KENNESAW, Ga. — Olympic hopeful Dani Loeb says she’s optimistic that police are able to recover her custom skis, helmet, jackets and other gear stolen in Atlanta now that two suspects are in custody.
The two men were arrested this week, but police haven’t said whether they’ve been able to recover the gear belong to Loeb, a member of the U.S. National Ski Team. She’s hoping to get the items back before Wednesday, when she will try to qualify for the Winter Olympic Games in Beijing.
“I was freaking out at first, and then I started thinking that everything is going to fall into place,” she said in an interview Thursday while taking a break from training in Park City, Utah. “You kind of have to take a step back and learn from it, and what I learned is you don’t leave things in your car.”
Loeb and her supporters have been pleading for the thieves to return the stolen items, saying the $1,600 skis give her the best possible chance to qualify for the Winter Olympics, which begin next month.
The skis — along with U.S. ski team bags, a uniform, her helmet and other gear — were stolen from her mother’s locked pickup truck in a parking deck on Dec. 15, a police report states.
The men were arrested after a traffic stop. Police said they used surveillance video of the crime to match what the men wore during the break-in to what they were wearing during the traffic stop. Both are facing charges of entering an auto and criminal trespass/damage to property, a police report states.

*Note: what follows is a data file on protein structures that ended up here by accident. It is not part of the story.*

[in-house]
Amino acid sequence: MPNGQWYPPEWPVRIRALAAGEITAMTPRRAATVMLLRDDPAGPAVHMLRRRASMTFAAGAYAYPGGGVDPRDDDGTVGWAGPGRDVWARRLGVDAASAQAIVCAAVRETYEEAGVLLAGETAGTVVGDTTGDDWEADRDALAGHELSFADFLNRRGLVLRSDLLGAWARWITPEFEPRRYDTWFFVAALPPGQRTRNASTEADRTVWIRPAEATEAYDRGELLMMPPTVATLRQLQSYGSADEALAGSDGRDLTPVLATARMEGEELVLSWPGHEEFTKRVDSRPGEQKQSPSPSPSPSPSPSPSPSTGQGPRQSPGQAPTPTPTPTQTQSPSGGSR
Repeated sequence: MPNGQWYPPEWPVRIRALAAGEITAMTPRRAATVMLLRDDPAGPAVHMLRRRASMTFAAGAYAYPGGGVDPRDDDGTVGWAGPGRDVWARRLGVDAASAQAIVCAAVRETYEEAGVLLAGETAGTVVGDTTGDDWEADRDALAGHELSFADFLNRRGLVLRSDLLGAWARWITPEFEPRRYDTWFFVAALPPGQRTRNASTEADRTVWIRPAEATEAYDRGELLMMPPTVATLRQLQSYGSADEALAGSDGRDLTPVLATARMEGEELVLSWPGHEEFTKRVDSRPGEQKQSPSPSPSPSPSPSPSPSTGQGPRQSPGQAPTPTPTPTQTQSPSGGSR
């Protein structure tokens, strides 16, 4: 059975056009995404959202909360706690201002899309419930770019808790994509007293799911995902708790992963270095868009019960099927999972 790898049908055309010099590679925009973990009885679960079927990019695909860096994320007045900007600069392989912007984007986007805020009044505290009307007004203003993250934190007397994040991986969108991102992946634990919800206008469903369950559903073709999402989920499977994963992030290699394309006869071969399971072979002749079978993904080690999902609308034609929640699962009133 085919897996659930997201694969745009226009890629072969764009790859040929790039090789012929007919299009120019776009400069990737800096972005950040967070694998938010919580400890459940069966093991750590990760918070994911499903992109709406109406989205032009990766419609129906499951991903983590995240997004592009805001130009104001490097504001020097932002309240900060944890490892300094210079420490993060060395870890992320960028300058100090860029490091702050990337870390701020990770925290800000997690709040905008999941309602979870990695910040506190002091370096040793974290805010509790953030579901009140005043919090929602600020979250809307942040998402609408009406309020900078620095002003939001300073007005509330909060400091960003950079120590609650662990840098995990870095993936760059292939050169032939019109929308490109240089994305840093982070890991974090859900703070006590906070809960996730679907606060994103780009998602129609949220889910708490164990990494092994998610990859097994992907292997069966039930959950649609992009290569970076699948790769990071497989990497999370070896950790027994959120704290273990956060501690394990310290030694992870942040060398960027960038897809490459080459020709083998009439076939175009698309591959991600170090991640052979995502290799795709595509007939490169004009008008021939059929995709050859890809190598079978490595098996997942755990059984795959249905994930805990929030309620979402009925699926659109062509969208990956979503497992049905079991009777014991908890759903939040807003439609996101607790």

Loeb said Thursday that she’s waiting to hear from Atlanta investigators whether her items were recovered. Atlanta police spokesperson Anthony Grant said the investigation is still ongoing.
Loeb, a 20-year-old former gymnast, has been on the national ski team for two years and competes in aerial freestyle.
Loeb is from Pintlala, Alabama, a small community near Montgomery, according to her biography at the U.S. ski team’s web site. She was competing with an elite gymnastics team outside Dallas when she got involved in aerial skiing through a friend.
Making the transition from gymnastics to skiing is easier than the other way around, she said.
“It’s a lot easier to teach someone how to ski than teach someone how to flip,” she said.
Since the theft, she got a new helmet — a friend decorated it with an airbrush, “and it’s the coolest thing ever,” she said. “It’s blue camo with glitter and stars, and an evil eye on the back.”
Loeb said Thursday that she’s trying to be positive about the theft. She’s also grateful for people in Atlanta and elsewhere who have tried to spread the word about her missing gear after she posted news of the crime on her Instagram account.
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“The people in Atlanta have been so helpful,” she said. “They’ve been so kind.”